Britain is opening a new licensing round for oil and gas projects in the North Sea to strengthen energy security.
The government’s North Sea Transition Authority (NSTA) will accept applications to explore areas that could lead to more than 100 licences.
Such rounds happen regularly in the UK but officials are trying to quicken development amid a cost-of-living crisis driven by soaring natural gas prices.
It comes as the UK climate minister warned about the risk of blackouts this winter if Britain was not able to import enough energy.
Business and Energy Secretary Jacob Rees-Mogg said: “Putin’s illegal invasion of Ukraine means it is now more important than ever that we make the most of sovereign energy resources, strengthening our energy security now and into the future.
“Ensuring our energy independence means exploiting the full potential of our North Sea assets to boost domestic production.
"That is why we welcome the launch of the NSTA's new licensing round, which will help support highly skilled jobs across the UK's energy industry, boosting both our energy security and our economy."
Applicants are being encouraged to seek licences covering areas to the west of Shetland, in the northern, central and southern North Sea and the eastern Irish Sea.
The NSTA is publishing data packs with summaries of key prospects and discoveries, hoping this will "stimulate exploration and encourage new opportunities".
Almost 900 blocks and part blocks are being made available. But NSTA has identified four "priority cluster areas" in the southern North Sea in a bid to encourage production of new oil and gas supplies as quickly as possible.
The areas — off Norfolk, Lincolnshire and Yorkshire — are known to contain hydrocarbons and are close to existing infrastructure, giving them the potential to be developed quickly.
The NSTA has said it will seek to license these areas before others.
But meaningful production will probably take a decade to come online, according to recent analysis from Wood Mackenzie.
“New oil and gas licences won’t lower energy bills for struggling families this winter or any winter soon nor provide energy security in the medium term,” Philip Evans, a campaigner for Greenpeace UK, said in a statement.
NSTA's chief executive Andy Samuel insisted that security of supply should "not be in conflict with net zero" before a new round of licensing in the North Sea.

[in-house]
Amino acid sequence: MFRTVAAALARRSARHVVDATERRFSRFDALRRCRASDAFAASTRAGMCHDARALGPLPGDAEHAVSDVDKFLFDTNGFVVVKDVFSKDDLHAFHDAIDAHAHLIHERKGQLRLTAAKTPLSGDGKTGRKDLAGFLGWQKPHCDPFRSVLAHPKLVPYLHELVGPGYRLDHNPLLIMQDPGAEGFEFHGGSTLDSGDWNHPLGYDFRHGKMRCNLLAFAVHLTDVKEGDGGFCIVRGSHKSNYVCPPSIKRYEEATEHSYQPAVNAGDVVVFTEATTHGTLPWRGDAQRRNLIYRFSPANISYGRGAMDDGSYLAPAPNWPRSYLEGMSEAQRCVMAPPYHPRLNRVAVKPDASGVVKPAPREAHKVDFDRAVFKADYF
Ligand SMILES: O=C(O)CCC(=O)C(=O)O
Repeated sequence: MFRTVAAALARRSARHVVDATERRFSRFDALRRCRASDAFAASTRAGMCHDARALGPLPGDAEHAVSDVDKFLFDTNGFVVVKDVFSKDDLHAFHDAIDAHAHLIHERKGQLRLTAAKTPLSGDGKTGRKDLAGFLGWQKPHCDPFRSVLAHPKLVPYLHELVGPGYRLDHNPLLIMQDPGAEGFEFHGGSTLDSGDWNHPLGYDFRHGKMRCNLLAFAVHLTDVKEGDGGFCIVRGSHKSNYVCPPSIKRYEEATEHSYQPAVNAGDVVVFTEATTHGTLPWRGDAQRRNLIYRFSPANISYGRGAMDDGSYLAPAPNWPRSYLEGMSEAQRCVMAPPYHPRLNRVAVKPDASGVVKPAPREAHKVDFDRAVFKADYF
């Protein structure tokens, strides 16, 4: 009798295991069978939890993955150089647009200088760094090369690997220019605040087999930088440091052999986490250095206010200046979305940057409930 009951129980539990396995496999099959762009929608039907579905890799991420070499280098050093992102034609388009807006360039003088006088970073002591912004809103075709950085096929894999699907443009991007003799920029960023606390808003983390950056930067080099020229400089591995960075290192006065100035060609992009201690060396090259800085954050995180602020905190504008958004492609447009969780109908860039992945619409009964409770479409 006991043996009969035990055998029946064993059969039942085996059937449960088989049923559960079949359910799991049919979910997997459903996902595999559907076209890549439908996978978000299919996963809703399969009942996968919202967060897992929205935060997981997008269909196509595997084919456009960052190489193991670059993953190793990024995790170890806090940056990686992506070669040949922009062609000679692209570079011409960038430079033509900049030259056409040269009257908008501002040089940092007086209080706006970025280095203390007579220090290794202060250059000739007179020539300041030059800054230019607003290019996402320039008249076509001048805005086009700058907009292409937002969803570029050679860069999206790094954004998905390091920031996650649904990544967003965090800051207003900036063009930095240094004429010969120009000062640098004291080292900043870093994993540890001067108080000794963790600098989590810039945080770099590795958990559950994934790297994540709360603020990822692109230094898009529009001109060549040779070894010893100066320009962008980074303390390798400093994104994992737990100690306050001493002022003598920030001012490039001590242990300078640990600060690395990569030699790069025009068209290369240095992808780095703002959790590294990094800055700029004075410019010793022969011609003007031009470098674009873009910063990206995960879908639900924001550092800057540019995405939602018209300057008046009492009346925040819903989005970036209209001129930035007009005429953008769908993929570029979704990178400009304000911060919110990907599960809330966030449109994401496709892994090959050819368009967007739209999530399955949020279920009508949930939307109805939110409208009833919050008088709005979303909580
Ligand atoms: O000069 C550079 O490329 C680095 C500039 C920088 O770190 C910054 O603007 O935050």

"The NSTA is working closely with industry and government to meet UK needs with North Sea supplies produced as cleanly as possible,” he said.
"The UK is forecast to continue importing natural gas as we transition to a fully renewables system and our North Sea gas has less than half the footprint of imported LNG [liquefied natural gas].
"This licensing round includes gas discoveries in the southern North Sea which can be rapidly tied back to existing infrastructure."
Mike Tholen, acting chief executive for industry body Offshore Energies UK, said: "The UK gets 75 per cent of its total energy from gas and oil so producing our own reduces our vulnerability to global shortages of the kind caused by the Ukraine conflict.
"There is no conflict between issuing new licences and reaching carbon neutrality.
"Our industry is committed to net zero and also to helping build the low-carbon energy systems of the future. But this is a journey that will take decades during which we will still need gas and oil.
"Many existing UK oil and gasfields are in decline so the risk is that production will drop much faster than demand, leaving us more dependent on imports. That is why new licences are so important.
"New licences also help maintain continuity for the energy operators and for our vital supply chain companies which, between them, employ over 200,000 people.”
Speaking on Sky News on Friday, Britain’s Minister for Climate Graham Stuart said the new licensing round was not at odds with the government’s policy on net zero.
“Absolutely not," he said. "What you have to remember is we have led the world on reducing emissions. We are the first major country to legislate for net zero.
“If you look at gas and oil, we will be burning gas, albeit at a quarter of what we do today, in 2050 under our net zero programme.”
He said the energy crisis means the UK was facing higher risks of blackouts than in previous winters. But he did not expect planned rationing or blackouts to occur.
“That’s not our expectation at all," he said. "But you have seen all sorts of things happening in recent weeks and we plan for all eventualities.
“The public should be confident we have a very strong and diverse supply, that we have taken all the steps to look after our needs this winter and we also of course taking, and the prime minister has been looking at this, to make sure we aren’t in as vulnerable a position again in the future.”